Deal with state agencies ends residential services, but community-based programs for troubled youth will continue

REVIEW PHOTO: ANTHONY MACUK - LaTasha Villeda (left) and her Youth Villages mentor, Kandice Louis, stay in touch through regular check-ins. 'I needed someone that was going to help me with school,' Villeda says, 'someone I could trust.'Youth Villages Oregon Executive Director Rebecca Hancock says the organization will focus its efforts on community-oriented programs in the wake of an agreement earlier this month to end residential services at its Christie Campus in Lake Oswego.

The closure is part of a settlement between Youth Villages and two state agencies — the Department of Human Services and the Oregon Health Authority — that were on the verge of revoking the program’s licenses due to concerns about mistreatment of residents.

For the 74 affected staff members at the Christie Campus, there’s no way around the fact that the closure is a disappointment. But the situation is also an opportunity to concentrate on other programs, Hancock says.

HANCOCK“It’ll give me more time to focus on our community programs,” Hancock says. “I’ve already had some focus with that, but it gives everybody a chance to put all of our focus on our Intercept program and our LifeSet program. And in November, we opened an office in Redmond to serve that area.”

Youth Villages’ two biggest programs are Intercept, which focuses on foster youth, and the newer YVLifeSet program, which launched last year in Oregon and is aimed at post-foster youth between the ages of 17 and 24. In addition to its offices in Redmond and Oregon City, Youth Villages will continue to operate on the Christie Campus, albeit without residential services.

“We still have things going on this campus. I will be here, several other administrative people will be here,” Hancock says. “Also, our Intercept youth and our group home youth will be coming to the campus to see their doctor and do some things on campus.”

Hancock has been with Youth Villages for more than 20 years. She moved to Oregon in 2014, when she started working on the Christie Campus, and took over as executive director in January 2015 after her predecessor, Lynne Saxton, was selected by then-Gov. John Kitzhaber to become the new head of the OHA.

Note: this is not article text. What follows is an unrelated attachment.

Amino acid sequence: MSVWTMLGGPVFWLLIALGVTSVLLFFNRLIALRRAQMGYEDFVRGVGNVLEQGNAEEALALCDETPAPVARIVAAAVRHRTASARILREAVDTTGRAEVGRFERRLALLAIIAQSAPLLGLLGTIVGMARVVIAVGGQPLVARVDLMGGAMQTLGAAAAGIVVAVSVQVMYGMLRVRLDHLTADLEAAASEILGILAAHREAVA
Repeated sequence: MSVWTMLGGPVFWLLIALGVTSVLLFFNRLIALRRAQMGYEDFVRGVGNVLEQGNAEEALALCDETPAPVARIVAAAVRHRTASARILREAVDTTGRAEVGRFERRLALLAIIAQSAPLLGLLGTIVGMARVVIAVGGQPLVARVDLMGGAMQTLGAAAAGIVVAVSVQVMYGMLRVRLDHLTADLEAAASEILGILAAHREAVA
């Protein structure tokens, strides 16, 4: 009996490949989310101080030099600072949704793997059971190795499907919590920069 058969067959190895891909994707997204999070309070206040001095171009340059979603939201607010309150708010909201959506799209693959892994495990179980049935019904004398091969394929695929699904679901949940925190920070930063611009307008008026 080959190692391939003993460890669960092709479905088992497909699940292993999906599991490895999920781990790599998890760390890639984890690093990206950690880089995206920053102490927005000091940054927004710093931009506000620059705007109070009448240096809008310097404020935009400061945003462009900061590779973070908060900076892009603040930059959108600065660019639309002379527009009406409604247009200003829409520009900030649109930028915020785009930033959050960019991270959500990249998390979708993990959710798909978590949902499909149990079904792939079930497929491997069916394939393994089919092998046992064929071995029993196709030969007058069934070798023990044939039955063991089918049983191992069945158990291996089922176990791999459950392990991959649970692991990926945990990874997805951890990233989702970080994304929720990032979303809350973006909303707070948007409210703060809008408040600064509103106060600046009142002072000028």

The complaints that led to the campus’s closure began in November of last year, when the OHA issued a Notice of Intent to Revoke the Certificate of Approval for Mental Health Services for the Christie Campus. DHS followed suit two weeks later, declaring its intent to revoke Youth Villages’ Residential Care Agency license for the campus.

“They came out and did a review and identified some areas that they wanted us to work on, which we did, and that’s really how the process started,” Hancock says.

In both cases, Youth Villages responded by disputing the findings of each agency and requesting a hearing. However, the organization separately agreed to meet with DHS and OHA to begin “discussing alternative options.” That meeting took place on Dec. 22 and led to the current agreement.

“We really looked at where we wanted to go and how we wanted to serve youth in Oregon, and the impact we wanted to make,” Hancock says, “and we felt like the best decision moving forward was to focus on our community programs.”

Under the terms of the agreement, Youth Villages will continue to object to the findings of both agencies and admits no wrongdoing. However, the organization agreed to immediately begin winding down operations at the Christie Campus, with the goal of closing it entirely by March 1. All of the youth receiving residential services have already transitioned out of the program, and the organization is now working to find alternate positions for as many staff members as possible.